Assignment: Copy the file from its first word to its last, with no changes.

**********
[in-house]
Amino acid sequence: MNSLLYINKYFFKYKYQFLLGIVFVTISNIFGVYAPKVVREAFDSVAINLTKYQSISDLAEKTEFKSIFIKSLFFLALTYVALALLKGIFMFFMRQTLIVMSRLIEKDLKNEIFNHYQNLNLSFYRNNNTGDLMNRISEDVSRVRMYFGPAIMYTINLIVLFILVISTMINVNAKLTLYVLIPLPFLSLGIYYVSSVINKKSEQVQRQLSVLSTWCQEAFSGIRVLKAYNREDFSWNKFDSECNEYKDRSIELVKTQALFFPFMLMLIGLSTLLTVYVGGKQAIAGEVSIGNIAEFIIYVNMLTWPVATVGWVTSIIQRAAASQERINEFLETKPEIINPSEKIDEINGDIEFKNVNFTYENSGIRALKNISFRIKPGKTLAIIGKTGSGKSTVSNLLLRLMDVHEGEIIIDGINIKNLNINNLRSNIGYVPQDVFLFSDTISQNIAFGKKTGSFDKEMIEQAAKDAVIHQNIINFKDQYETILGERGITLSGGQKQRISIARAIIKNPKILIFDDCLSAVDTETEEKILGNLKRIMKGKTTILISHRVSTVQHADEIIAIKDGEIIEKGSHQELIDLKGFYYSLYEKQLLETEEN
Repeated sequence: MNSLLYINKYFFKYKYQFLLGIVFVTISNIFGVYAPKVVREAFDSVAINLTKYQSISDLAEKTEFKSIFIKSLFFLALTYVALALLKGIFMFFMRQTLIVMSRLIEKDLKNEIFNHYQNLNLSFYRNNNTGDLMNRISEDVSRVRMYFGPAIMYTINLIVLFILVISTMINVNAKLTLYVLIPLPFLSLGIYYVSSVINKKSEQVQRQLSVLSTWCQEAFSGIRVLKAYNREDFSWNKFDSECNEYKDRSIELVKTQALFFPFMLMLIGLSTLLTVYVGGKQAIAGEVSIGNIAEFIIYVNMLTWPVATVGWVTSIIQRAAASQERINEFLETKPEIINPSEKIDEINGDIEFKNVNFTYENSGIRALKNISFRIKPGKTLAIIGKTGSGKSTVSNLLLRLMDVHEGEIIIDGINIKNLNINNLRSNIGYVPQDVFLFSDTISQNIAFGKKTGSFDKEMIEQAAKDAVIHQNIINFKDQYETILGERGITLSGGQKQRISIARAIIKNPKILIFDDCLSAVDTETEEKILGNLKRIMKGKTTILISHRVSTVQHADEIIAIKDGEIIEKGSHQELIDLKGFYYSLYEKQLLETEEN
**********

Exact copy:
[in-house]
Amino acid sequence: MNSLLYINKYFFKYKYQFLLGIVFVTISNIFGVYAPKVVREAFDSVAINLTKYQSISDLAEKTEFKSIFIKSLFFLALTYVALALLKGIFMFFMRQTLIVMSRLIEKDLKNEIFNHYQNLNLSFYRNNNTGDLMNRISEDVSRVRMYFGPAIMYTINLIVLFILVISTMINVNAKLTLYVLIPLPFLSLGIYYVSSVINKKSEQVQRQLSVLSTWCQEAFSGIRVLKAYNREDFSWNKFDSECNEYKDRSIELVKTQALFFPFMLMLIGLSTLLTVYVGGKQAIAGEVSIGNIAEFIIYVNMLTWPVATVGWVTSIIQRAAASQERINEFLETKPEIINPSEKIDEINGDIEFKNVNFTYENSGIRALKNISFRIKPGKTLAIIGKTGSGKSTVSNLLLRLMDVHEGEIIIDGINIKNLNINNLRSNIGYVPQDVFLFSDTISQNIAFGKKTGSFDKEMIEQAAKDAVIHQNIINFKDQYETILGERGITLSGGQKQRISIARAIIKNPKILIFDDCLSAVDTETEEKILGNLKRIMKGKTTILISHRVSTVQHADEIIAIKDGEIIEKGSHQELIDLKGFYYSLYEKQLLETEEN
Repeated sequence: MNSLLYINKYFFKYKYQFLLGIVFVTISNIFGVYAPKVVREAFDSVAINLTKYQSISDLAEKTEFKSIFIKSLFFLALTYVALALLKGIFMFFMRQTLIVMSRLIEKDLKNEIFNHYQNLNLSFYRNNNTGDLMNRISEDVSRVRMYFGPAIMYTINLIVLFILVISTMINVNAKLTLYVLIPLPFLSLGIYYVSSVINKKSEQVQRQLSVLSTWCQEAFSGIRVLKAYNREDFSWNKFDSECNEYKDRSIELVKTQALFFPFMLMLIGLSTLLTVYVGGKQAIAGEVSIGNIAEFIIYVNMLTWPVATVGWVTSIIQRAAASQERINEFLETKPEIINPSEKIDEINGDIEFKNVNFTYENSGIRALKNISFRIKPGKTLAIIGKTGSGKSTVSNLLLRLMDVHEGEIIIDGINIKNLNINNLRSNIGYVPQDVFLFSDTISQNIAFGKKTGSFDKEMIEQAAKDAVIHQNIINFKDQYETILGERGITLSGGQKQRISIARAIIKNPKILIFDDCLSAVDTETEEKILGNLKRIMKGKTTILISHRVSTVQHADEIIAIKDGEIIEKGSHQELIDLKGFYYSLYEKQLLETEEN